All soap and lotion dispensers used by employees should be wall-hung or foot-actuated. Hot air dryers are recommended. Cloth towels should not be used unless absolutely necessary, and they should only be used once.

Screening For Risk

Unfortunately, there is no way of avoiding risk by screening the guests who check in or order a meal. Any precaution taken or disinfectant product effectively introduced into the environment, therefore, can help to reduce the possibility of cross-contamination.

Hotel, motel, or restaurant managers may wish to ask, as part of the screening process for all entry-level employees, very specific questions pertaining to disease.

The continuum shown below lists procedures that cover the levels of cleanliness:

  • Clean guest room
  • Disinfect surfaces:
  • Toilet
  • Tub/shower
  • Sink and counters
  • Telephone
  • Floors
  • Bedspread/blankets
  • Pillows
  • Mattress covers
  • Disinfect food preparation countertops
  • Disinfect food preparation utensils
  • Disinfect eating utensils
  • Disinfect tables or change table cloths; replace placements when applicable
  • Food handling personnel pre-work scrub with antimicrobial soap
  • Use antimicrobial lotion/gloves
  • Follow all state codes on hygiene
  • Use mattress covers and disinfect to include all bedding
  • Sterilize and bag silverware where applicable

Employee And Management Do’s And Don’ts

DO wear hand protection when a cut, nick, or other irritation is visible.
DON’T allow exposed cuts or skin lesions the opportunity to come in contact with food or possibly touch a contaminated surface.

DO use disposable hand towels.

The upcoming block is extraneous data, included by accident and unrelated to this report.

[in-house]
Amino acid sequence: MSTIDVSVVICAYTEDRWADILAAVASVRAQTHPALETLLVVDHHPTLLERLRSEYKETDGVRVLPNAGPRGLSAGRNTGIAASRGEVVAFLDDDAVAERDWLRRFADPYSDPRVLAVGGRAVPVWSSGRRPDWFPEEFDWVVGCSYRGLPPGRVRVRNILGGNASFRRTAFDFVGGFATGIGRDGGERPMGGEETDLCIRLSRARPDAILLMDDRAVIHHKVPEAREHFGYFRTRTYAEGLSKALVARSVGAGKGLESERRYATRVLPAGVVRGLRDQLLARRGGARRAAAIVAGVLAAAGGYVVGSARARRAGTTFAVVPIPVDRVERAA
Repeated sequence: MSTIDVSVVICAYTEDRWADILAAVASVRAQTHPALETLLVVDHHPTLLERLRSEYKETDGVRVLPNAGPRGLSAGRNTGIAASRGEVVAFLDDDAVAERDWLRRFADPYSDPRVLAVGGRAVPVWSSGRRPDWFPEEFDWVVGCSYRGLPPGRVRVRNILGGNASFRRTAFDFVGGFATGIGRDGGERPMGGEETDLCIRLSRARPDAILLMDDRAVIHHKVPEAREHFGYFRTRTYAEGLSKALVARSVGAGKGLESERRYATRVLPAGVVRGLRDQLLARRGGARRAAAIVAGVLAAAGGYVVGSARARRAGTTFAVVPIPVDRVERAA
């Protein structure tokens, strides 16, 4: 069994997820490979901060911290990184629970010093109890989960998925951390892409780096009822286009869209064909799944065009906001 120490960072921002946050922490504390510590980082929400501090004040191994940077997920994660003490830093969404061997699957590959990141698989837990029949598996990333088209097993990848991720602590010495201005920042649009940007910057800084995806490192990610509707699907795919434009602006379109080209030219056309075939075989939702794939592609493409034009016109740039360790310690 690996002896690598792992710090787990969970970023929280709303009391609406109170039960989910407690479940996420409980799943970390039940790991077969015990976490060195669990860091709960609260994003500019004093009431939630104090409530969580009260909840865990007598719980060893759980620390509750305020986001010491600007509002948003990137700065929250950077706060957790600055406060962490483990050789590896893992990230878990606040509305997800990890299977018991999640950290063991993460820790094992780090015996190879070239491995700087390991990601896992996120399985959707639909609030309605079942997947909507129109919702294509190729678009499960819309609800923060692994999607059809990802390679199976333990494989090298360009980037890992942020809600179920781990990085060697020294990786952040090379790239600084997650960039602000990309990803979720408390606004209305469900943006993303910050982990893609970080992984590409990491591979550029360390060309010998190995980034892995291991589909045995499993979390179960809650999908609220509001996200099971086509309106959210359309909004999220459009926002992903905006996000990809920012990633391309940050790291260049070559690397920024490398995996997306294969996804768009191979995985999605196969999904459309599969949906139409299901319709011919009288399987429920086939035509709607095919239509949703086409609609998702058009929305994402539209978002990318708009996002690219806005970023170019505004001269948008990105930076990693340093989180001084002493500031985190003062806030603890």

DON’T use cloth towels for employees or in public facilities.

DO chemically treat air conditioning systems or filters.
DON’T invite stagnation in air conditioning systems.

DO follow the manufacturers’ directions on contact time and temperature for effective elimination of microorganisms.
DON’T misuse disinfectant products, making them ineffective.

DO practice multiple hand washing after food preparations and certain cleaning procedures.
DON’T touch faucet handles, reuse towels, or reuse soap when hand washing.

DO routinely disinfect drapes, carpets, pillows, blankets, bedspreads, and mattresses.
DON’T just vacuum carpets and allow long periods of time in between shampooing them or dry cleaning drapes, pillows, blankets, bedspreads, and mattresses.

DO train personnel to be aware of cross-contamination.
DON’T delegate cross-contamination procedures to untrained personnel.

DO train personnel to think about liability.
DON’T delegate anti-liability practices to untrained personnel.

DO separate clean linens from soiled linens and trash on the housekeeping cart.
DON’T hang clean sheets over the waste receptacle on the housekeeping cart.

DO maintain appropriate levels of heat necessary for coffee service.
DON’T cover coffee pots with any cloth or other material to maintain heat.

DO use disinfectant presoaked table cleaning cloths to wipe smooth surface tables between customers.
DON’T wipe tables with dirty or soiled cleaning cloths.

DO use disposable disinfectant table wipes where applicable.
DON’T use past manufacturers’ suggested reuse capability for disinfection holding solutions.

DO apply disinfectant to all room surfaces based on housekeeping infection-control protocol recommendations.
DON’T forget to disinfect!

DO take special care in changing the linens.
DON’T forget about the potential of infection from daily cell slough and bodily fluids on linens.

DO apply disinfectant to telephone receiver and unit.
DON’T forget how many millions of microorganisms can be transmitted daily on the telephone receiver.

DO maintain an effective level of disinfection or sanitizing chemicals in the appropriate sink compartment.
DON’T allow negligence to cause a transmission of microorganism on improperly cleaned glasses, dishes, and silverware.